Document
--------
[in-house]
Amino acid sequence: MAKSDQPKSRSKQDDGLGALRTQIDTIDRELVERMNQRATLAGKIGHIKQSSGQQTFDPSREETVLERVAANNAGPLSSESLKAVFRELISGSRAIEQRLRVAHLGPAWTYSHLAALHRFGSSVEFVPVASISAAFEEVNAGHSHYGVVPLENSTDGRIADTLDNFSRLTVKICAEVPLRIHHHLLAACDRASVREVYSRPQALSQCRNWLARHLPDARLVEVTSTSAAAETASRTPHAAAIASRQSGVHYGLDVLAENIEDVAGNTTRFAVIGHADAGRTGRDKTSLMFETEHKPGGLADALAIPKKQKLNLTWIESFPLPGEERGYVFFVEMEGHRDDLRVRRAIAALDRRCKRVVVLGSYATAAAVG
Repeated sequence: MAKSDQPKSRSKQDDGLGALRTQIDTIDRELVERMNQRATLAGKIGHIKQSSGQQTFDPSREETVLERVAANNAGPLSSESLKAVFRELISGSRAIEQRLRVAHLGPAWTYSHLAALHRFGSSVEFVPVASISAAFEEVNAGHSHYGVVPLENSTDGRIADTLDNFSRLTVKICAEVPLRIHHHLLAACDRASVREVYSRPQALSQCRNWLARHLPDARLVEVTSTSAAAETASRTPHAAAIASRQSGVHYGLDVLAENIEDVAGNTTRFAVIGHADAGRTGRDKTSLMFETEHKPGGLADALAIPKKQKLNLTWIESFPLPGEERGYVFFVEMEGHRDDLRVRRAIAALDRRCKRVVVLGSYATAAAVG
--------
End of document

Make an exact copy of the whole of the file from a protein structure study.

[in-house]
Amino acid sequence: MAKSDQPKSRSKQDDGLGALRTQIDTIDRELVERMNQRATLAGKIGHIKQSSGQQTFDPSREETVLERVAANNAGPLSSESLKAVFRELISGSRAIEQRLRVAHLGPAWTYSHLAALHRFGSSVEFVPVASISAAFEEVNAGHSHYGVVPLENSTDGRIADTLDNFSRLTVKICAEVPLRIHHHLLAACDRASVREVYSRPQALSQCRNWLARHLPDARLVEVTSTSAAAETASRTPHAAAIASRQSGVHYGLDVLAENIEDVAGNTTRFAVIGHADAGRTGRDKTSLMFETEHKPGGLADALAIPKKQKLNLTWIESFPLPGEERGYVFFVEMEGHRDDLRVRRAIAALDRRCKRVVVLGSYATAAAVG
Repeated sequence: MAKSDQPKSRSKQDDGLGALRTQIDTIDRELVERMNQRATLAGKIGHIKQSSGQQTFDPSREETVLERVAANNAGPLSSESLKAVFRELISGSRAIEQRLRVAHLGPAWTYSHLAALHRFGSSVEFVPVASISAAFEEVNAGHSHYGVVPLENSTDGRIADTLDNFSRLTVKICAEVPLRIHHHLLAACDRASVREVYSRPQALSQCRNWLARHLPDARLVEVTSTSAAAETASRTPHAAAIASRQSGVHYGLDVLAENIEDVAGNTTRFAVIGHADAGRTGRDKTSLMFETEHKPGGLADALAIPKKQKLNLTWIESFPLPGEERGYVFFVEMEGHRDDLRVRRAIAALDRRCKRVVVLGSYATAAAVG